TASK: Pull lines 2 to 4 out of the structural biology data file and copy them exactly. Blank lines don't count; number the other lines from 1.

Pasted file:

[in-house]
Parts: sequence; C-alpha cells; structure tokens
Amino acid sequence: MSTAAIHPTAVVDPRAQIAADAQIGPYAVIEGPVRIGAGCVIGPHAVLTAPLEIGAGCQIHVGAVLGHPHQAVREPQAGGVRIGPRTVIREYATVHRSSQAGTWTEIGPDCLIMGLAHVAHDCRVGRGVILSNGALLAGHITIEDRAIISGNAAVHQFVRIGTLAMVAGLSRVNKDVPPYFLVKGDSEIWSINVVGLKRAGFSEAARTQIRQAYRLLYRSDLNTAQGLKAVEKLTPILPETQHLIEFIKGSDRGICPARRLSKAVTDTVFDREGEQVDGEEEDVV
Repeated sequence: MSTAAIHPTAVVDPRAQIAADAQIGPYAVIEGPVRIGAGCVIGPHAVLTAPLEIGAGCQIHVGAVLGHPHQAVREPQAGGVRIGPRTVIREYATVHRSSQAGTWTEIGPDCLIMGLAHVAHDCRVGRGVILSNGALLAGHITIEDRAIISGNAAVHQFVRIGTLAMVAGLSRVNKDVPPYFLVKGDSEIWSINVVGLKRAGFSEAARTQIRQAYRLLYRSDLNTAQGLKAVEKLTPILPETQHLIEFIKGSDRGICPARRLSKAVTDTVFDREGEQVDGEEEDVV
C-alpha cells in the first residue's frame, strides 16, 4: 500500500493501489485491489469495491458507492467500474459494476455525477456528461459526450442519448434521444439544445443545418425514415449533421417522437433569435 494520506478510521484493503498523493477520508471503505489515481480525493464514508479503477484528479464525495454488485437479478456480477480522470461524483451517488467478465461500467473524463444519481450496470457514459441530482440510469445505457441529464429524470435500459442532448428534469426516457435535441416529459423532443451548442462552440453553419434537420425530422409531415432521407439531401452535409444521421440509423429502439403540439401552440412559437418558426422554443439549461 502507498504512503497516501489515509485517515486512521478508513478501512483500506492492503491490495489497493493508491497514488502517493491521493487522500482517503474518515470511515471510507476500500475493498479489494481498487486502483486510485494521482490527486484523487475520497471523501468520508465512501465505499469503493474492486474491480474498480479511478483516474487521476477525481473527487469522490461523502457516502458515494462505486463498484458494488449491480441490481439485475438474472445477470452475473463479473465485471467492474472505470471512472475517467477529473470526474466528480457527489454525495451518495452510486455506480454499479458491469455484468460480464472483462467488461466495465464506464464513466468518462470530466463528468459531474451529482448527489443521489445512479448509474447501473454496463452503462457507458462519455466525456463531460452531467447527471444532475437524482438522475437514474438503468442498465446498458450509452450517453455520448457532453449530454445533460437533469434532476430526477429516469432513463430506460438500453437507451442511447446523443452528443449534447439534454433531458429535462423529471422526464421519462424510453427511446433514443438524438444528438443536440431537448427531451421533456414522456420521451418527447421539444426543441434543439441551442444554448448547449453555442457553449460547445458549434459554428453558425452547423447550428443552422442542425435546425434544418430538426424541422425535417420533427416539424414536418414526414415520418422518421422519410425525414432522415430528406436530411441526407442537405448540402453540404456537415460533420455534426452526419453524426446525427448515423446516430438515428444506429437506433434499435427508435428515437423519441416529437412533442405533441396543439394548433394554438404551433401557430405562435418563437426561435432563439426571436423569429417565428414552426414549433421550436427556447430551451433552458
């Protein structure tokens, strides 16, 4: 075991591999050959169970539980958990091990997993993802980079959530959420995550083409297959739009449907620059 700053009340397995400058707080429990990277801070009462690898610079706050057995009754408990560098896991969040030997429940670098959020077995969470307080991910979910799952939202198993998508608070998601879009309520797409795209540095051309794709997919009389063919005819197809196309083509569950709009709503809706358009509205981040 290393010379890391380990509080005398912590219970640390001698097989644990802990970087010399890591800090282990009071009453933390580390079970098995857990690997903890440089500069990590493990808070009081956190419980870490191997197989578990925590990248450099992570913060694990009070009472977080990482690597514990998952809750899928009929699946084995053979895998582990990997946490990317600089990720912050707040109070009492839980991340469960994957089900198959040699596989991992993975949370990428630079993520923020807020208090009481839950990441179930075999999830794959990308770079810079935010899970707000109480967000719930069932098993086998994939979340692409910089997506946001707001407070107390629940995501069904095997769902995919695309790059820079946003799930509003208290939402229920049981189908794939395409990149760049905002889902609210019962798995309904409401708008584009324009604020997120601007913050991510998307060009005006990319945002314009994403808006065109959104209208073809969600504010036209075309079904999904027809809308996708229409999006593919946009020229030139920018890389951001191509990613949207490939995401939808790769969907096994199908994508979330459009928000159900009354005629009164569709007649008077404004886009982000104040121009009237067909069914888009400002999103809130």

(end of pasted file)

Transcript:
Parts: sequence; C-alpha cells; structure tokens
Amino acid sequence: MSTAAIHPTAVVDPRAQIAADAQIGPYAVIEGPVRIGAGCVIGPHAVLTAPLEIGAGCQIHVGAVLGHPHQAVREPQAGGVRIGPRTVIREYATVHRSSQAGTWTEIGPDCLIMGLAHVAHDCRVGRGVILSNGALLAGHITIEDRAIISGNAAVHQFVRIGTLAMVAGLSRVNKDVPPYFLVKGDSEIWSINVVGLKRAGFSEAARTQIRQAYRLLYRSDLNTAQGLKAVEKLTPILPETQHLIEFIKGSDRGICPARRLSKAVTDTVFDREGEQVDGEEEDVV
Repeated sequence: MSTAAIHPTAVVDPRAQIAADAQIGPYAVIEGPVRIGAGCVIGPHAVLTAPLEIGAGCQIHVGAVLGHPHQAVREPQAGGVRIGPRTVIREYATVHRSSQAGTWTEIGPDCLIMGLAHVAHDCRVGRGVILSNGALLAGHITIEDRAIISGNAAVHQFVRIGTLAMVAGLSRVNKDVPPYFLVKGDSEIWSINVVGLKRAGFSEAARTQIRQAYRLLYRSDLNTAQGLKAVEKLTPILPETQHLIEFIKGSDRGICPARRLSKAVTDTVFDREGEQVDGEEEDVV